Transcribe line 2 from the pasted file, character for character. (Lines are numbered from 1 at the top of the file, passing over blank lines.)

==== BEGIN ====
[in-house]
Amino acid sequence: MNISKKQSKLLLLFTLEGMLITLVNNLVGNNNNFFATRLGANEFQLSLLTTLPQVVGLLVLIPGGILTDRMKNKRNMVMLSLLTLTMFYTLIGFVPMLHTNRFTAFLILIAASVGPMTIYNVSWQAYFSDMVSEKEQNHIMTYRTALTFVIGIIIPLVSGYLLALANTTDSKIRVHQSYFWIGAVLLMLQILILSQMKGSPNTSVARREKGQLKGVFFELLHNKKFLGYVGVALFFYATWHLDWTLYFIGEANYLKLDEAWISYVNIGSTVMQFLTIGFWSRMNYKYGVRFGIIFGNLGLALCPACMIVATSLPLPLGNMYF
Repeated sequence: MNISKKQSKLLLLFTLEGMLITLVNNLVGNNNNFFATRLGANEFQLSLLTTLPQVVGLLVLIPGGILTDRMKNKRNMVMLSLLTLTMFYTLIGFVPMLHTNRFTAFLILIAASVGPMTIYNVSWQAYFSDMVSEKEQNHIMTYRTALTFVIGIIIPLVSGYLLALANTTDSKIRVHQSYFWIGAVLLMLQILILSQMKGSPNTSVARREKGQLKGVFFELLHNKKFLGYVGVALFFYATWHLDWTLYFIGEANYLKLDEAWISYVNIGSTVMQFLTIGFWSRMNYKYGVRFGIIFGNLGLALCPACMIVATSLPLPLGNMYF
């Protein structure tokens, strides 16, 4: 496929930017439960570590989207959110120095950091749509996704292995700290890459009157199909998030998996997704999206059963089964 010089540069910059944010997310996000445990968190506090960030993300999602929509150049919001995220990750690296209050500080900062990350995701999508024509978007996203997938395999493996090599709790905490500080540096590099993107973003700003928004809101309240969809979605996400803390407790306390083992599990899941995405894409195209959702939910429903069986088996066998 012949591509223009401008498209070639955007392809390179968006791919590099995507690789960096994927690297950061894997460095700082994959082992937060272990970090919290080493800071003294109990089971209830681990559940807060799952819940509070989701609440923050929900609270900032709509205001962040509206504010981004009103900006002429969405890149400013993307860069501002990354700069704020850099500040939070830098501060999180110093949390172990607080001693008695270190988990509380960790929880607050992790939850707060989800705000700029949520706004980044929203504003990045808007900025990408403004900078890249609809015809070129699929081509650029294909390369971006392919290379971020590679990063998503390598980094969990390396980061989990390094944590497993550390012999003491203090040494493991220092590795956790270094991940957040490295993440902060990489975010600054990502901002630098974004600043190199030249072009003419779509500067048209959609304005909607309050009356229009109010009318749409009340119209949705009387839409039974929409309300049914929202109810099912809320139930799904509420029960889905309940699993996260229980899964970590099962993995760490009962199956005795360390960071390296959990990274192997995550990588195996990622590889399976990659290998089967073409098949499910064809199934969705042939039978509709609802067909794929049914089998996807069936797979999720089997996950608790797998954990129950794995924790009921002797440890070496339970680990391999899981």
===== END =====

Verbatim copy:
Amino acid sequence: MNISKKQSKLLLLFTLEGMLITLVNNLVGNNNNFFATRLGANEFQLSLLTTLPQVVGLLVLIPGGILTDRMKNKRNMVMLSLLTLTMFYTLIGFVPMLHTNRFTAFLILIAASVGPMTIYNVSWQAYFSDMVSEKEQNHIMTYRTALTFVIGIIIPLVSGYLLALANTTDSKIRVHQSYFWIGAVLLMLQILILSQMKGSPNTSVARREKGQLKGVFFELLHNKKFLGYVGVALFFYATWHLDWTLYFIGEANYLKLDEAWISYVNIGSTVMQFLTIGFWSRMNYKYGVRFGIIFGNLGLALCPACMIVATSLPLPLGNMYF